Partnership optimistic about funding
Members of the Chartiers Valley Partnership are waiting for several foundations to decide whether they are going to help pay for a campaign to restore the Andrew Carnegie Free Library in Carnegie to its full glory.
The partnership’s library advisory board plans to meet Thursday night to discuss the next move in the project, which is expected to cost more than $5 million.
The partnership, which is overseeing fund-raising for the restoration campaign announced three months ago, hired the Design Alliance architectural firm of Pittsburgh in November to devise a master plan. The century-old library sits atop a hill overlooking Carnegie’s business district, and has deteriorated over the years.
Design Alliance representatives presented the master plan for the building about two weeks ago to several large foundations, including the Claude Worthington Benedum, Grable, McCune and Buhl foundations. Representatives from the foundations also toured the library.
Allen Turske, a member of the partnership, said there has been no word so far from any of the foundations, but he is optimistic.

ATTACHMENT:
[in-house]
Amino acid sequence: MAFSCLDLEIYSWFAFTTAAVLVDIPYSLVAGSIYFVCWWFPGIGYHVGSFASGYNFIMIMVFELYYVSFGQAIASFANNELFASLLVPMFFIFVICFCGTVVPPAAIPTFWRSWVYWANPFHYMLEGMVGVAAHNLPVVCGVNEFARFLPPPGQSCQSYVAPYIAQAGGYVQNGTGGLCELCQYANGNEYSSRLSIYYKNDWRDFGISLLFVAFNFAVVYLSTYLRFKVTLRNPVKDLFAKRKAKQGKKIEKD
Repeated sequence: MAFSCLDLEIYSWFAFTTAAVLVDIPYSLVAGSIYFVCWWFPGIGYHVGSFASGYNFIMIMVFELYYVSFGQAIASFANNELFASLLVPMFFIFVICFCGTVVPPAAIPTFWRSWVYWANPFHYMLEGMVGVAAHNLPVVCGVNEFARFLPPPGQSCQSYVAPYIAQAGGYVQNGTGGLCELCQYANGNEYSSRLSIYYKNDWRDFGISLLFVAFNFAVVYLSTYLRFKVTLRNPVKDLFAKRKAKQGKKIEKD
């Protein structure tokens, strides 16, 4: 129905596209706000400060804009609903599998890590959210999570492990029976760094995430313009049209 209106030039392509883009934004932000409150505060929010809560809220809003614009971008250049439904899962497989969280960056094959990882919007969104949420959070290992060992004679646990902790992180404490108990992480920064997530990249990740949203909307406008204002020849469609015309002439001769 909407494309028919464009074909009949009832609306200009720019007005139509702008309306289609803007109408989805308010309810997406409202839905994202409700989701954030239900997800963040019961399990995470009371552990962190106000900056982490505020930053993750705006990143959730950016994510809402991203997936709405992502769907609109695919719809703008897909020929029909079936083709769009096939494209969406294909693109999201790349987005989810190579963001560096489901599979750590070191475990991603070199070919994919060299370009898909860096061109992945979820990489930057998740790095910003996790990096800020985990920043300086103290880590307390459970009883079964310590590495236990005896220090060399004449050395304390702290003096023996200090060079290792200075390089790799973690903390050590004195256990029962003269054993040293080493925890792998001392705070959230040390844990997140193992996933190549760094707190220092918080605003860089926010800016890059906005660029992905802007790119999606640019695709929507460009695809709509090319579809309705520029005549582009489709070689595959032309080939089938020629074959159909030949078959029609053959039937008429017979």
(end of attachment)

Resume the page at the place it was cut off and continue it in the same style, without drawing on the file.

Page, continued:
“All the participants seemed very positive. Nothing negative came out at the meeting at all,” Turske said. “I am still optimistic the campaign will work. It seems like we are going in the right direction.”
At the meeting, Design Alliance asked the foundations for financial backing for a program manager, someone who would market the building and see to it that the master plan is followed, Turske said.
Design Alliance presented several recommendations to the foundations for where money is most needed. The most essential work includes refurbishing the rust brick facade for weather tightness, installing new windows, a new roof and eaves to control water runoff, and making the building handicap-accessible.
Turske estimated it would cost $5 million to $6 million to renovate the building and grounds.
Specifically, the basement bookstore rooms need waterproofing, and ramps and an elevator are needed to provide access to all parts of the building.
The heating and cooling system needs to be replaced. Also, there is no air conditioning, making the building almost unbearable on hot summer afternoons.
The Andrew Carnegie Free Library opened in May 1901 and remains fully functional.
The building houses not only the library but also a large music hall said to be acoustically perfect, a Civil War room where veterans in a Grand Army of the Republic post once met, a gymnasium and a lecture hall.
The renovation project would retain all of the furniture and fixtures that have been in place since the building opened. The work could begin next year, and extend through 2004.